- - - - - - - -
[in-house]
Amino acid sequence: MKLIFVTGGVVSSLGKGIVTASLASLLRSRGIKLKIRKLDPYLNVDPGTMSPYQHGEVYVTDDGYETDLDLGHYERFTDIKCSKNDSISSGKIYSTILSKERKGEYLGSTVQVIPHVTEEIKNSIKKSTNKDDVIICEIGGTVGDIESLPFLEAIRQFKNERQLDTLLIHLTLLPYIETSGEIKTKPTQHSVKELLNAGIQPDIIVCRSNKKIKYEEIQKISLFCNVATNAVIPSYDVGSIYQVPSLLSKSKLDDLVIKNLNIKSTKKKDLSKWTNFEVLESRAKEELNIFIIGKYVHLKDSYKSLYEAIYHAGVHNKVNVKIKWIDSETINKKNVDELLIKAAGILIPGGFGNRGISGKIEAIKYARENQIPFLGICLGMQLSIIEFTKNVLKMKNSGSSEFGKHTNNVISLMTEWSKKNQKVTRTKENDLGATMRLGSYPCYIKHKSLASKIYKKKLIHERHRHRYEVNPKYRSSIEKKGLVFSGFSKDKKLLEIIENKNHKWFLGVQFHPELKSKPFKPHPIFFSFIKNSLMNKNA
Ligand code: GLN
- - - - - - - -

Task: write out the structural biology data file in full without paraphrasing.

[in-house]
Amino acid sequence: MKLIFVTGGVVSSLGKGIVTASLASLLRSRGIKLKIRKLDPYLNVDPGTMSPYQHGEVYVTDDGYETDLDLGHYERFTDIKCSKNDSISSGKIYSTILSKERKGEYLGSTVQVIPHVTEEIKNSIKKSTNKDDVIICEIGGTVGDIESLPFLEAIRQFKNERQLDTLLIHLTLLPYIETSGEIKTKPTQHSVKELLNAGIQPDIIVCRSNKKIKYEEIQKISLFCNVATNAVIPSYDVGSIYQVPSLLSKSKLDDLVIKNLNIKSTKKKDLSKWTNFEVLESRAKEELNIFIIGKYVHLKDSYKSLYEAIYHAGVHNKVNVKIKWIDSETINKKNVDELLIKAAGILIPGGFGNRGISGKIEAIKYARENQIPFLGICLGMQLSIIEFTKNVLKMKNSGSSEFGKHTNNVISLMTEWSKKNQKVTRTKENDLGATMRLGSYPCYIKHKSLASKIYKKKLIHERHRHRYEVNPKYRSSIEKKGLVFSGFSKDKKLLEIIENKNHKWFLGVQFHPELKSKPFKPHPIFFSFIKNSLMNKNA
Ligand code: GLN